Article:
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  1. #1
    Mac Guest

    Default Headers/2X6 walls

    Here in the midwest a typical header for a 2X4 wall is two 2X10/12 with a 1/2 osb sandwiched between to make it 3 1/2". What is the prefered method in the case of 2X6 walls? I have seen three layers of 2X material plus two layers of osb. This requires 50% more material. I have also seen a typical 2X4 header with an inch of foam on both sides. This would help to insulate the header and it places the header in the center of the wall. A third method uses 2 1/2" spacers between the 2X10/12 making it 5 1/2" It can then be stuffed with fiberglass insulation. I have one framer who tells me method 3 is the best way to go, and that he has been doing it for years. Another told me he tried it once and the inspector made him rip out all the headers and redo them. The reason being that the two members were not properly nailed together.

    mac

  2. #2
    George Roberts Guest

    Default Re: Headers/2X6 walls

    I like the third method. It provides good nailing on both sides as well as reasonable insulation.

    As for strength ...

    If the construction matches the plans, it is strong enough. If it does not match the plans, it is not strong enough.

  3. #3
    Keith M. Guest

    Default Re: Headers/2X6 walls

    Allways a double 2x10 with a 2x4 cap on 4 inch walls and double 2x10 with a 2x6 cap on 6 inch walls. Hold it flush to the sheathing so that when the header shrinks, curls, cups and hooks as it drys out its got a half inch between it and the sheet rock. Plus the 2x4 cap will hold the bottom of the header together. Sandwitching headers is only a waist of time, labor and material. plus it makes hell for the trimmers and the sheetrockers. Stick to the basics its been a building standard sinse the forties.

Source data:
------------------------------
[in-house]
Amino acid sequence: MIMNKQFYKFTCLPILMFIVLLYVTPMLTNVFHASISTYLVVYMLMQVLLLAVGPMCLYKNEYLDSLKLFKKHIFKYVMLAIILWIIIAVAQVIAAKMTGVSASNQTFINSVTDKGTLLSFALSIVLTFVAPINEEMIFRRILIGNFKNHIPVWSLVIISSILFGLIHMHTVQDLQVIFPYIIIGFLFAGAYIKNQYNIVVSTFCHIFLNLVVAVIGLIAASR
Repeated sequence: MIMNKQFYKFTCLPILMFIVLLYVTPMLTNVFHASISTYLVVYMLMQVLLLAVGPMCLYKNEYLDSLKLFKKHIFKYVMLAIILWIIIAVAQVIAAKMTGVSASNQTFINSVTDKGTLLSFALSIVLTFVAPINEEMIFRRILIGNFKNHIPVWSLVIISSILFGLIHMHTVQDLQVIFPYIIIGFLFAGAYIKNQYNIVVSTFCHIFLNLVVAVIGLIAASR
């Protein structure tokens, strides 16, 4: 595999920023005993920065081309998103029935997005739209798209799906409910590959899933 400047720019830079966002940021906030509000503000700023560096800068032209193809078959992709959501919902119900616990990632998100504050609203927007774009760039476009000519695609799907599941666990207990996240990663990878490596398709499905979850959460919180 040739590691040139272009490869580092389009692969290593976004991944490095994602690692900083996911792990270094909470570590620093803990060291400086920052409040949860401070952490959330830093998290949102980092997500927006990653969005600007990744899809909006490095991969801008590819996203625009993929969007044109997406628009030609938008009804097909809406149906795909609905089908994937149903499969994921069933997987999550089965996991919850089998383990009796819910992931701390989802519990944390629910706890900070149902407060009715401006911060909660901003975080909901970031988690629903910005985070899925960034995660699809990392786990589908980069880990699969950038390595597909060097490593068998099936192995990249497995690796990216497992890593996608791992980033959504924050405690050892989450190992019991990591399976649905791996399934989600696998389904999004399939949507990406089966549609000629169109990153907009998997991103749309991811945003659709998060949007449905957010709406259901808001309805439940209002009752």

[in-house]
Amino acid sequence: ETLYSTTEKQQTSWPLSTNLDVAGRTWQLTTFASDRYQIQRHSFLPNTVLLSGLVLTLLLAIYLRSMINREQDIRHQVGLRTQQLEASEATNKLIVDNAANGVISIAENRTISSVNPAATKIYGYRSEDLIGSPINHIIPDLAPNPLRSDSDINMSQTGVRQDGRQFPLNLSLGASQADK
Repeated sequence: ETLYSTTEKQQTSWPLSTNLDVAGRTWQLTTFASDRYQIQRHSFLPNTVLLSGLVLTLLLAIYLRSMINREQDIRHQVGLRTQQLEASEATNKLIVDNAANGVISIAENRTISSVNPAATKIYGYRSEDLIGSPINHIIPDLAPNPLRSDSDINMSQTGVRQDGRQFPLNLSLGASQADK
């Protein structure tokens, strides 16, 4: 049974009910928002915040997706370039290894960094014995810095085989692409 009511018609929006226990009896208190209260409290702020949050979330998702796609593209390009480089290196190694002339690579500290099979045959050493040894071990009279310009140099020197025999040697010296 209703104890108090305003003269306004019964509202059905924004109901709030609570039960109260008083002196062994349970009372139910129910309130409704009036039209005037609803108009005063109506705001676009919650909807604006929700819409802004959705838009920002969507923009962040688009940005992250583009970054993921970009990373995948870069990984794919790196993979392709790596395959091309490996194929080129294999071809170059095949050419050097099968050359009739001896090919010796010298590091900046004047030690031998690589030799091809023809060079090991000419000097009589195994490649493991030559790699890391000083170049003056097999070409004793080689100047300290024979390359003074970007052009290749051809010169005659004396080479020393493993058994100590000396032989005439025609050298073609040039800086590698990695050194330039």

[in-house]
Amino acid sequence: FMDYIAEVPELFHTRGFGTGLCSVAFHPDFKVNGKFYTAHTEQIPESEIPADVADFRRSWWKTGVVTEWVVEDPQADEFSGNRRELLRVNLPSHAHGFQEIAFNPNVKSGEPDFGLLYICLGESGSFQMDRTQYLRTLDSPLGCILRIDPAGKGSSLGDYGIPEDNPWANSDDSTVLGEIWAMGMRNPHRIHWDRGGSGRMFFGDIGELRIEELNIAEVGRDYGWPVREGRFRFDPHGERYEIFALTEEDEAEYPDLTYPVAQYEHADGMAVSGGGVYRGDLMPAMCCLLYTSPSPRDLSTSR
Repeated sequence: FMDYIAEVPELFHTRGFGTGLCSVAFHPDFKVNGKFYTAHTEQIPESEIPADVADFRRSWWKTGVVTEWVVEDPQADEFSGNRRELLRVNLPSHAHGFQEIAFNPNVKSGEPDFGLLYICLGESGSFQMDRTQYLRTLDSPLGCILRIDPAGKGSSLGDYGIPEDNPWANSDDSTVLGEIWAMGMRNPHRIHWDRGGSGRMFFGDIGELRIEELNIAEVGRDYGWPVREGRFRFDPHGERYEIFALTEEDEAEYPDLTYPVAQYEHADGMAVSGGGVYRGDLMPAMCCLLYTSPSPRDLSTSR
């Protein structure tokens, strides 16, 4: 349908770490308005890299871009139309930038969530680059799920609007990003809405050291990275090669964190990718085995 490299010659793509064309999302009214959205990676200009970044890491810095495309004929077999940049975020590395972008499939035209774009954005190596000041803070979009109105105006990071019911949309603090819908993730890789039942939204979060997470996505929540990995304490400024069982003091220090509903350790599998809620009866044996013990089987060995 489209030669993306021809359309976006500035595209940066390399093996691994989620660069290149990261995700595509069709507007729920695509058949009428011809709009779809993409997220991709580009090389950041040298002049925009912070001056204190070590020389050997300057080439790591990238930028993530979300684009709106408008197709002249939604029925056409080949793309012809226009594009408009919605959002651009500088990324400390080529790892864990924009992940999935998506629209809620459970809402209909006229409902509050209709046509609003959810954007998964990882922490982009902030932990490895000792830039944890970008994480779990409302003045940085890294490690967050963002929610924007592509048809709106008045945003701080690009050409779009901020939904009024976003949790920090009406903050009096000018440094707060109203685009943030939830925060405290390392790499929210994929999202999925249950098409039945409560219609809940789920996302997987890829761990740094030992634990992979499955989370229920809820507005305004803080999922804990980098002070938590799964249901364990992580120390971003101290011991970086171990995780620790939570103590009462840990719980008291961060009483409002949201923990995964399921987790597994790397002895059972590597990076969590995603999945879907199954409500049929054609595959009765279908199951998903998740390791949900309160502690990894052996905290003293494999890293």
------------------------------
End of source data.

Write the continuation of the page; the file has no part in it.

4. #4
    FramerT Guest

    Default Re: Headers/2X6 walls

    I agree w/ George R.When we frame"basement" homes,the back wall is 2x6 and our plans spec.the size but they are always "box"headers.2x10 w/2x6 top and bottom is the norm.Sometimes they want 3 2x10s w/2x6 caps.Here we don,t have to insulate headers but you can always drill a hole so the insulater can squirt some stuff in it.I can,t see how 2inch spacer blks.will help make it stronger.

  5. #5
    Joe Carola Guest

    Default Re: Headers/2X6 walls

    Mac,

    Around here in NJ it's always 2-2x10's with a 2x4 cap on the bottom for a 2x4 wall and 3-2x10's with a 2x6 cap on the bottom for a 2x6 wall with all headers flush faceing the outside of the wall.

    The 2x4 cap on the bottom of a 2x10 header gives you a Rough Opening of 83" from the top of the subfloor when using 92-5/8" precuts which 6'-8" doors fit in.

    Some houses I'ved framed we used 3-1/2" x 9-1/2" and 5-1/2" x 9-1/2" lvl's for 2x4 and 2x6 walls but never once have I ever sandwiched plywood in between 2-2x10's befor it doesn't make sence and insulate headers, never heard that one befor.

  6. #6
    Keith M. Guest

    Default Re: Headers/2X6 walls

    Hey Joe, why three 2x10s isn't that a waste of material. If you were to have an engineer spec the span of a 41" or 37" header you would find that even a single 2x10 is sufficiant on exterior load walls; two is used for R value, but three is overkill. I understand that on the average 2000 sqf. house there can't possibly be more than 6 or 7 headers that this would aply to so the material can't be that much but why three on a 2x6 wall. All of my work is in New Jersey and I have not seen this as a building standard.

  7. #7
    Joe Carola Guest

    Default Re: Headers/2X6 walls

    Keith,

    I made a mistake when I typed in 3-2x10's it's 2-2x10's for a 2x4 and 2x6 wall. I wish we could edit on this forum.

    Where are you in Jersey, I'm in Caldwell.

    Happy Thanksgiving.

  8. #8
    Ken Drake Guest

    Default Re: Headers/2X6 walls

    We frame a lot of large custom homes down here in San Antonio, Texas.

    The outside walls are very often 2x6, and of course there are tons of 2x4 walls in the interior that need headers.